Along with a few essays, a potential midterm and a final project, students at the University of Richmond are seeing more civic engagement opportunities on their syllabi. 

Classes across all five of Richmond's schools are incorporating a civic engagement aspect into its curriculum, with locations varying from community gardens to juvenile detention centers. 

Theresa Dolson, associate director of community-engaged learning, said she felt passionate about experiential learning and the impact it could have on academics.

“As a pedagogy, no matter the content, we know that students who have the opportunity to apply what they are learning about and thinking about in class learn better,” Dolson said. “It is a deeper learning experience.” 

Dolson works with professors, faculty members and community members to create and organize these civic engagement opportunities and bring them to campus. 

Dolson herself has taught a first-year seminar with community-based learning. The seminar, "Storytelling and Identity," incorporates a weekly opportunity to visit Bon Air Juvenile Correctional Center to exchange stories of a common subject, bridging the different life experiences students and correctional center residents have had. 

"Federal Tax," a class in E. Claiborne Robins School of Business, has a formalized community engagement aspect. Volunteer Income Tax Assistance is a community program and part of the curriculum of the class during the spring semester. Students offer tax advice and complete income taxes for local citizens who earn $50,000 or less a year. The program is offered around Richmond, but UR students typically work at the UR Downtown location. 

“It is a great public service out there," visiting professor Mary Scott said. "The Internal Revenue Service does the training. It is also a great opportunity for our students to learn."

Students who take "Tax" during the fall have been offered a few options to fill the volunteering portion of the curriculum. Scott has been working with the Bonner Center for Civic Engagement to find something that is comparable to the spring semester opportunity. Shalom Farms, Tricycle Gardens and the Feed More program are some of the proposed organizations for which students can volunteer their time.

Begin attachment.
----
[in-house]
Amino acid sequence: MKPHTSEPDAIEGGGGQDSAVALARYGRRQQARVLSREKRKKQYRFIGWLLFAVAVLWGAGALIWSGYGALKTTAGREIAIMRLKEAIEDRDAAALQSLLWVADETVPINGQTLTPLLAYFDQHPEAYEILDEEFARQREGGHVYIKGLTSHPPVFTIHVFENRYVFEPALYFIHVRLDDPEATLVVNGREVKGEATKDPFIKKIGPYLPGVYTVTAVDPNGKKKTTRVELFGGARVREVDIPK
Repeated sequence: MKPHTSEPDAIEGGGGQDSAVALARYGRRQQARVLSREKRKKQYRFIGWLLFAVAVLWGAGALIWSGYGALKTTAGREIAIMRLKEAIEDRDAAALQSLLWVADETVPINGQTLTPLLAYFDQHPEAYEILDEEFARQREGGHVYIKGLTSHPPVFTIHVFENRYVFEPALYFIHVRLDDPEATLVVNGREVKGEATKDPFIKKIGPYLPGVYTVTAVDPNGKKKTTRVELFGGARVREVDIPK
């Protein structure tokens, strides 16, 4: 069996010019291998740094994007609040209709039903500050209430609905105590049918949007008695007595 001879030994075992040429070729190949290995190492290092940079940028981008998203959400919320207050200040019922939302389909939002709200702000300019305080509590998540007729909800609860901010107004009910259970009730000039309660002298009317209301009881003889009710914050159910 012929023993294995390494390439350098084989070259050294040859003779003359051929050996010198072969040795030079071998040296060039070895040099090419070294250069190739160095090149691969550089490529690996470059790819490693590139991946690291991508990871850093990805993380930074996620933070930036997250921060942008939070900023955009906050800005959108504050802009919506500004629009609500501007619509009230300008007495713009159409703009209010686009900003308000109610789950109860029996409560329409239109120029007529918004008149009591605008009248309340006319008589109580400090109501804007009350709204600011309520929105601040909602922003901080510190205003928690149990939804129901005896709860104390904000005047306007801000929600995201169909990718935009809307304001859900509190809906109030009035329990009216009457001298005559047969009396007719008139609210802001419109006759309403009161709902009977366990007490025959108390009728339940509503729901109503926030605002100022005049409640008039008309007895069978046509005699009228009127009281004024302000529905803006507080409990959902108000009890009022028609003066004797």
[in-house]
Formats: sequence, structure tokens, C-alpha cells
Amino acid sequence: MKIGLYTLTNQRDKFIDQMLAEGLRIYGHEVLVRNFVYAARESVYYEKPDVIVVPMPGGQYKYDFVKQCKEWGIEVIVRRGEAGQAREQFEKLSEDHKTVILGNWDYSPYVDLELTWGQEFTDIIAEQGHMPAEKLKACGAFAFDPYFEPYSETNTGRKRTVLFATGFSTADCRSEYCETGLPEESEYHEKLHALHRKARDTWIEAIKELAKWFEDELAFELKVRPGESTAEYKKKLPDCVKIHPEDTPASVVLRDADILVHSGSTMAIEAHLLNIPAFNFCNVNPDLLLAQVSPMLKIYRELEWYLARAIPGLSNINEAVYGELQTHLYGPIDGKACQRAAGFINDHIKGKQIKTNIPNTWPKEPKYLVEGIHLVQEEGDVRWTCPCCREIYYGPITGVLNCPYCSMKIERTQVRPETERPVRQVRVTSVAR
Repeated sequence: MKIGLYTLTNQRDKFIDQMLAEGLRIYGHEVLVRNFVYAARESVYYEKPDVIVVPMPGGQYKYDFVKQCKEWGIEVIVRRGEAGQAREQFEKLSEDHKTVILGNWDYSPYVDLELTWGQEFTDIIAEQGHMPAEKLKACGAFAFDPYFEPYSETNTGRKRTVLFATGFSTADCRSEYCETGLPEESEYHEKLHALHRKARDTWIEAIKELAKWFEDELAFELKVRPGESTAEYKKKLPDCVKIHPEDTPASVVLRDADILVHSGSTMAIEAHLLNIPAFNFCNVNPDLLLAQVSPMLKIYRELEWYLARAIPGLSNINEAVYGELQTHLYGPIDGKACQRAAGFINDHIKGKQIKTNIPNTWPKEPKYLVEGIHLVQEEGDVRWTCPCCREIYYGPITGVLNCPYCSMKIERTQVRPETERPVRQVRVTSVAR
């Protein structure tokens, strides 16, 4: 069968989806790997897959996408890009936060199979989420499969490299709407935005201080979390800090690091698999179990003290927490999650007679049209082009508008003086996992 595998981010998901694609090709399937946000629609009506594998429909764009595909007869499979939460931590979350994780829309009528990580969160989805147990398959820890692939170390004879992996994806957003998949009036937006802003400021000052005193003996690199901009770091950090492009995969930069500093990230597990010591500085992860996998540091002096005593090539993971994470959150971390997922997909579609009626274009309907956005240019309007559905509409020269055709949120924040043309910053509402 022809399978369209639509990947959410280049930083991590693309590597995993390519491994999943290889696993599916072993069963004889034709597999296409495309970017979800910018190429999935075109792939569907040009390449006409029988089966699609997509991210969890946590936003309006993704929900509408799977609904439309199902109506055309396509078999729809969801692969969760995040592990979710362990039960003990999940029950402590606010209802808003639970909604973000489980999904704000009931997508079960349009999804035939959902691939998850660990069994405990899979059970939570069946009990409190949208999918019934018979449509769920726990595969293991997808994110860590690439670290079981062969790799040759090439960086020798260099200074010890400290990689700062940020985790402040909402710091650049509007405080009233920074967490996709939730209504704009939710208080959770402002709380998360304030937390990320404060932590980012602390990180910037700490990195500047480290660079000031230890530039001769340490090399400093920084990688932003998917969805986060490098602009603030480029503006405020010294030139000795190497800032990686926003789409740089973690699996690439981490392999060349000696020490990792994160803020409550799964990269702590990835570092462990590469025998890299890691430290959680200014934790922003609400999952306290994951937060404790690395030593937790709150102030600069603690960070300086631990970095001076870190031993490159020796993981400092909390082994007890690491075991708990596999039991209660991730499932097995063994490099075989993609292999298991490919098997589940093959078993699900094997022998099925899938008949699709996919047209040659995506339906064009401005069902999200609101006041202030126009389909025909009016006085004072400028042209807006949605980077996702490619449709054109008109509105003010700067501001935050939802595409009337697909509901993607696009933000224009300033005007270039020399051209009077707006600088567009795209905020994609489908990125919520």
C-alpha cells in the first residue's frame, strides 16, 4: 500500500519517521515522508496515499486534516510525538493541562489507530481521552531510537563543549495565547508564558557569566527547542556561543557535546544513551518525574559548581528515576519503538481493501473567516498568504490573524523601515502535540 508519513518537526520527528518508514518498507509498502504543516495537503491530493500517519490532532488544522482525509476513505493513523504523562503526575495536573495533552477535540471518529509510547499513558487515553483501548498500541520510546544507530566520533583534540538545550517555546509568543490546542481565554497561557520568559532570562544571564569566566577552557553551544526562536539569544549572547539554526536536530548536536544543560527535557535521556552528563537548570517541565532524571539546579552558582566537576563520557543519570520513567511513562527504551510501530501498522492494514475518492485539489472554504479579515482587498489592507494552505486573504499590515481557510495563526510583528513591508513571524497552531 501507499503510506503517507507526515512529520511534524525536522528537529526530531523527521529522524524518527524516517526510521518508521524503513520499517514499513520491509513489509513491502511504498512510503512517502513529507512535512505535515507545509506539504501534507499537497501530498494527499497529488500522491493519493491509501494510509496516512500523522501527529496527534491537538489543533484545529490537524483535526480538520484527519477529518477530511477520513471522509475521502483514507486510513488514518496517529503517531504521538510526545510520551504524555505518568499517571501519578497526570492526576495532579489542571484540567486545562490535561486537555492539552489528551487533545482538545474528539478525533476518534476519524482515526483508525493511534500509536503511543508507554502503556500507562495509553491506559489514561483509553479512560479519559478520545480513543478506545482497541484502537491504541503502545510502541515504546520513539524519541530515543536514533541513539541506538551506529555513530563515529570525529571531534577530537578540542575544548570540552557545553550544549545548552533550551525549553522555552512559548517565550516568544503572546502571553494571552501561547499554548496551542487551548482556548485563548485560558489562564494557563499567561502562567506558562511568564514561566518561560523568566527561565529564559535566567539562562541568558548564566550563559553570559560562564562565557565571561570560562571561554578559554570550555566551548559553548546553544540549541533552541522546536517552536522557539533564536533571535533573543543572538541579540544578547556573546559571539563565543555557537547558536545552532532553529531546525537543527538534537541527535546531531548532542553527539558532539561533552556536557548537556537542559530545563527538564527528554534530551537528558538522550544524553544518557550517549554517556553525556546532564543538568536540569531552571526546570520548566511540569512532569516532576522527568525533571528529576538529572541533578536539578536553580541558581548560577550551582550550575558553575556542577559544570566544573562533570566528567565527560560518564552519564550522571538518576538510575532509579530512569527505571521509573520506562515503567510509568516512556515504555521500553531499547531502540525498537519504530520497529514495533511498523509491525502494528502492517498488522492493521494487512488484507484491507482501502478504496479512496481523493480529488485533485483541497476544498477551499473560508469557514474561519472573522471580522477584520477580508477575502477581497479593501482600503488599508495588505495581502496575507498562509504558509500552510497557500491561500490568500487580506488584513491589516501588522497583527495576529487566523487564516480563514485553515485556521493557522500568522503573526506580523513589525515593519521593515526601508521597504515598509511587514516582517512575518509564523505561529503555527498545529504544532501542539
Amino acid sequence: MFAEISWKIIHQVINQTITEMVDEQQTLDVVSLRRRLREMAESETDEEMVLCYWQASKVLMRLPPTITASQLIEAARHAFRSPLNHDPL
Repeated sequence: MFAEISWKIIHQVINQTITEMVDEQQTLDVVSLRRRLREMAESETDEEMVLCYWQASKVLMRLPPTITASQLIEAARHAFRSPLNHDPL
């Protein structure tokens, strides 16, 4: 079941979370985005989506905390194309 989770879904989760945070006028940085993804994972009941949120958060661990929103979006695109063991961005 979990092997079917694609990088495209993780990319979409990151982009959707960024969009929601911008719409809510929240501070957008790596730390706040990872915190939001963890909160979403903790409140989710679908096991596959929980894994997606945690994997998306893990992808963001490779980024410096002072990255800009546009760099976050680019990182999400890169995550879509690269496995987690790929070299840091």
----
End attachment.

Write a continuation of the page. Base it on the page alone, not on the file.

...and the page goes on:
“It was a truly rewarding experience, especially helping someone with evident results, ” said senior Brandon Kunick, who participated in the VITA program spring semester 2018. “Helping those local people getting their much-needed money back was very important.”

The students in "Federal Tax" are graded on their civic engagement work. Students are required to complete four to five hours of community work, then produce a three-to-four-page paper explaining what they did as part of their civic engagement, whom they worked with and what benefits they saw from doing it. 

"Justice and Civil Society," a class offered in the Jepson School of Leadership Studies, is known for its civic engagement through a poverty simulation. Professor Thad Williamson offered his class the opportunity to visit Overby-Sheppard Elementary School to mentor students who come from low-income families so that his students could witness life outside of campus in a low-income area. 

“Working with students at Overby-Sheppard was one of the most eye-opening experiences of my life,” senior Stephen Stavrou said. “The students I interacted with were incredible. Many of them have unimaginable obstacles to overcome outside of school yet are still able to show up every day smiling and ready to learn. They taught me more than I could have ever taught them.” 

In 2017, over 120 courses offered on campus offered civic engagement components. The work of the CCE with faculty members aims to keep that number high, so that every student can have the opportunity to take community-based learning classes while at Richmond.

Contact lifestyle writer Louise Howorth at louise.howorth@richmond.edu.